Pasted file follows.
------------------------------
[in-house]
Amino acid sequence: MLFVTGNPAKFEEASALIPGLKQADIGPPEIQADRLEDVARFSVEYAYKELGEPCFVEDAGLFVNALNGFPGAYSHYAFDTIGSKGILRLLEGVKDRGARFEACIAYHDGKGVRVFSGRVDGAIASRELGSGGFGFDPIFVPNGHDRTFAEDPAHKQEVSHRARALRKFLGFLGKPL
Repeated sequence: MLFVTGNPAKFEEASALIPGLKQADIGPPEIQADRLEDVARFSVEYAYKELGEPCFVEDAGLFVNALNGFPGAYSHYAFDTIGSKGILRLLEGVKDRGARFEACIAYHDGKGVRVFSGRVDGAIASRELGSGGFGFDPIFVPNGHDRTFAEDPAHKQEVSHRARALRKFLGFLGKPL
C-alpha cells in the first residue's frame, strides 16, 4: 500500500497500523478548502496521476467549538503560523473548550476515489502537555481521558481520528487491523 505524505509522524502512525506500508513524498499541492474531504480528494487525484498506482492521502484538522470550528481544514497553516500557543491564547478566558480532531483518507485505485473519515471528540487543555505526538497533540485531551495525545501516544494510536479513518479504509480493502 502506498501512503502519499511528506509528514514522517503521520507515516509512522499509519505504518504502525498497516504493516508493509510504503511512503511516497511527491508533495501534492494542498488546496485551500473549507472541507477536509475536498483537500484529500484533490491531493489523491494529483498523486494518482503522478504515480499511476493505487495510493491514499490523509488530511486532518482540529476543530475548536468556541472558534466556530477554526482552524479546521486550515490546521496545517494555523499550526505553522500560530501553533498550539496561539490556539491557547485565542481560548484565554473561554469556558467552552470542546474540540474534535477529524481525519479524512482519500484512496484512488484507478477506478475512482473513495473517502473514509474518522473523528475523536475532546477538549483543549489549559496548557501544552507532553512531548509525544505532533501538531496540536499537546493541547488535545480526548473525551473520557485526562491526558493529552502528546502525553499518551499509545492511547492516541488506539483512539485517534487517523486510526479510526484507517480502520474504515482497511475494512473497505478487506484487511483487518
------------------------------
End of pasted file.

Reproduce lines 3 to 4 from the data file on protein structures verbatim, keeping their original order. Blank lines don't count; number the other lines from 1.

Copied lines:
Repeated sequence: MLFVTGNPAKFEEASALIPGLKQADIGPPEIQADRLEDVARFSVEYAYKELGEPCFVEDAGLFVNALNGFPGAYSHYAFDTIGSKGILRLLEGVKDRGARFEACIAYHDGKGVRVFSGRVDGAIASRELGSGGFGFDPIFVPNGHDRTFAEDPAHKQEVSHRARALRKFLGFLGKPL
C-alpha cells in the first residue's frame, strides 16, 4: 500500500497500523478548502496521476467549538503560523473548550476515489502537555481521558481520528487491523 505524505509522524502512525506500508513524498499541492474531504480528494487525484498506482492521502484538522470550528481544514497553516500557543491564547478566558480532531483518507485505485473519515471528540487543555505526538497533540485531551495525545501516544494510536479513518479504509480493502 502506498501512503502519499511528506509528514514522517503521520507515516509512522499509519505504518504502525498497516504493516508493509510504503511512503511516497511527491508533495501534492494542498488546496485551500473549507472541507477536509475536498483537500484529500484533490491531493489523491494529483498523486494518482503522478504515480499511476493505487495510493491514499490523509488530511486532518482540529476543530475548536468556541472558534466556530477554526482552524479546521486550515490546521496545517494555523499550526505553522500560530501553533498550539496561539490556539491557547485565542481560548484565554473561554469556558467552552470542546474540540474534535477529524481525519479524512482519500484512496484512488484507478477506478475512482473513495473517502473514509474518522473523528475523536475532546477538549483543549489549559496548557501544552507532553512531548509525544505532533501538531496540536499537546493541547488535545480526548473525551473520557485526562491526558493529552502528546502525553499518551499509545492511547492516541488506539483512539485517534487517523486510526479510526484507517480502520474504515482497511475494512473497505478487506484487511483487518